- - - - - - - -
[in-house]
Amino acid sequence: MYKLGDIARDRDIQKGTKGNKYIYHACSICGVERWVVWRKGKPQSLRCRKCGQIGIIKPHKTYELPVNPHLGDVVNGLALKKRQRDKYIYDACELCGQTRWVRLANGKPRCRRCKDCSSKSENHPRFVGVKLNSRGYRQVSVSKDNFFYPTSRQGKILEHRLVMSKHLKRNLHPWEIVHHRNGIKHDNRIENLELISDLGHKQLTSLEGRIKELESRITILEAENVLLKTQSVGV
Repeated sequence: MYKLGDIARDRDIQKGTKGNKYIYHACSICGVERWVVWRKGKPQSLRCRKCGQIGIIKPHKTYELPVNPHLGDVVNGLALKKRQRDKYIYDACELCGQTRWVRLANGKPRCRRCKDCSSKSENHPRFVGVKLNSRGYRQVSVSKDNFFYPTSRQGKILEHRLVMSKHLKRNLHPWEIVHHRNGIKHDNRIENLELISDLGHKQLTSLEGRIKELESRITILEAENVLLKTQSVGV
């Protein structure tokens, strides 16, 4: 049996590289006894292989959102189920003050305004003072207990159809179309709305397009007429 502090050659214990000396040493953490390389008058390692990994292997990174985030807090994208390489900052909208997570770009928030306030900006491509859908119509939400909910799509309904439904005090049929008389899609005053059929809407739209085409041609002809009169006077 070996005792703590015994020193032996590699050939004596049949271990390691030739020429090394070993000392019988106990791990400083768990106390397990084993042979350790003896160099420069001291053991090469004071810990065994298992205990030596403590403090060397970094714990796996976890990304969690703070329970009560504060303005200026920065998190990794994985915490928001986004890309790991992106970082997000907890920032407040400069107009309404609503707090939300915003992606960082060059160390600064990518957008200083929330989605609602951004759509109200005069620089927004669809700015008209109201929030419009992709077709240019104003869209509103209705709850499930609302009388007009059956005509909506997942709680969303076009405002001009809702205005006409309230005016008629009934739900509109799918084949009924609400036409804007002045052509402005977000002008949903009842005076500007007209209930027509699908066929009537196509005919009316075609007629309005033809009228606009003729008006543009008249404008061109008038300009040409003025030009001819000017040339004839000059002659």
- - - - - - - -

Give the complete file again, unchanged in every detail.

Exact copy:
[in-house]
Amino acid sequence: MYKLGDIARDRDIQKGTKGNKYIYHACSICGVERWVVWRKGKPQSLRCRKCGQIGIIKPHKTYELPVNPHLGDVVNGLALKKRQRDKYIYDACELCGQTRWVRLANGKPRCRRCKDCSSKSENHPRFVGVKLNSRGYRQVSVSKDNFFYPTSRQGKILEHRLVMSKHLKRNLHPWEIVHHRNGIKHDNRIENLELISDLGHKQLTSLEGRIKELESRITILEAENVLLKTQSVGV
Repeated sequence: MYKLGDIARDRDIQKGTKGNKYIYHACSICGVERWVVWRKGKPQSLRCRKCGQIGIIKPHKTYELPVNPHLGDVVNGLALKKRQRDKYIYDACELCGQTRWVRLANGKPRCRRCKDCSSKSENHPRFVGVKLNSRGYRQVSVSKDNFFYPTSRQGKILEHRLVMSKHLKRNLHPWEIVHHRNGIKHDNRIENLELISDLGHKQLTSLEGRIKELESRITILEAENVLLKTQSVGV
């Protein structure tokens, strides 16, 4: 049996590289006894292989959102189920003050305004003072207990159809179309709305397009007429 502090050659214990000396040493953490390389008058390692990994292997990174985030807090994208390489900052909208997570770009928030306030900006491509859908119509939400909910799509309904439904005090049929008389899609005053059929809407739209085409041609002809009169006077 070996005792703590015994020193032996590699050939004596049949271990390691030739020429090394070993000392019988106990791990400083768990106390397990084993042979350790003896160099420069001291053991090469004071810990065994298992205990030596403590403090060397970094714990796996976890990304969690703070329970009560504060303005200026920065998190990794994985915490928001986004890309790991992106970082997000907890920032407040400069107009309404609503707090939300915003992606960082060059160390600064990518957008200083929330989605609602951004759509109200005069620089927004669809700015008209109201929030419009992709077709240019104003869209509103209705709850499930609302009388007009059956005509909506997942709680969303076009405002001009809702205005006409309230005016008629009934739900509109799918084949009924609400036409804007002045052509402005977000002008949903009842005076500007007209209930027509699908066929009537196509005919009316075609007629309005033809009228606009003729008006543009008249404008061109008038300009040409003025030009001819000017040339004839000059002659």